The first stops under the new fuel rules came before 7:00 p.m. Colin Chapman’s 1.5 litre Lotus led his class with economical ease. His Porsche rivals never knew that the svelte little Lotus still had over three gallons of gas in the tank when it first stopped.

The rain that had threatened all afternoon arrived in time for dusk. At quarter distance three marques filled the top three: Aston (Moss/Collins) and the Ecurie Ecosse D-type (Flockhart/Sanderson) on the same lap with Gendebien/Trintignant Ferrari 625LM a lap back.

The top two swapped positions at midnight but less than an hour later the Jaguar went ahead again. The Scottish D-Type and the Moss/Collins Aston spent the early morning hours practically within sight of each other. By half distance at 4:00 a.m. the dark blue Jaguar and the three-litre Aston remained on the same lap just 19 seconds apart. Their pace had put the third place Gendebien/Trintignant Ferrari four laps behind. Well back (22 laps) but running strongly again the sole surviving works Hawthorn/Bueb D-Type had regained its footing.

The Aston held the lead through dawn and beyond but Moss had to surrender the lead to Sanderson during a pit stop. Through the morning and into the post dawn rain the Ecosse team banked a two-lap lead over the three-litre Aston as Moss and Collins were hampered by a balky gearbox. By morning they had lost two gears.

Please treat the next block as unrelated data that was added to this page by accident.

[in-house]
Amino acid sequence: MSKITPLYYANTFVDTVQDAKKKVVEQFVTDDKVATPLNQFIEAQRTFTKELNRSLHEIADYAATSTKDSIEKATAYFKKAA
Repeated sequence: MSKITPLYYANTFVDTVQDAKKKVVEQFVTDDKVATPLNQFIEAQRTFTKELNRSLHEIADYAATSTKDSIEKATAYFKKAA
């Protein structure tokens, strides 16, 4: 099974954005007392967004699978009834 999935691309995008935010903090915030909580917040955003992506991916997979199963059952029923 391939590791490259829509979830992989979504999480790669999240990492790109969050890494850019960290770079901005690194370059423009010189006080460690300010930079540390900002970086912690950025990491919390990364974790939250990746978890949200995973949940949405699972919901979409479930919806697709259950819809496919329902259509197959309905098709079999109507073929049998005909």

The sole surviving works D-Type of Hawthorn and Bueb had seized the attention of the crowd and was clearly the fastest car on the soggy course. But they had dropped too far too early, and despite clawing their way from last place to sixth the 1955 winners simply ran out of time.

The blue of Ecurie Ecosse D-Type prevailed for Jaguar and the Cross of St. Andrew. No records were set. Only 14 cars made it to 4:00 o’clock Sunday and the whole affair had the tone of a discount sale. The monsters from Ferrari were absent though the red cars with their second-hand F1 four cylinder engines and primitive chassis was third overall and the first home in the 2.5 litre-class. At the other end of technology the Lotus entries gave Porsche a cold fright; only the Bicknell/Jopp 1100 cc Eleven finished, exactly in the middle of the 14 weary survivors.

It was either a rebuilding year or a learning experience, depending upon ones’ native tongue. Again Jaguar won its coveted one race championship and no one considered hanging an asterisk by the result.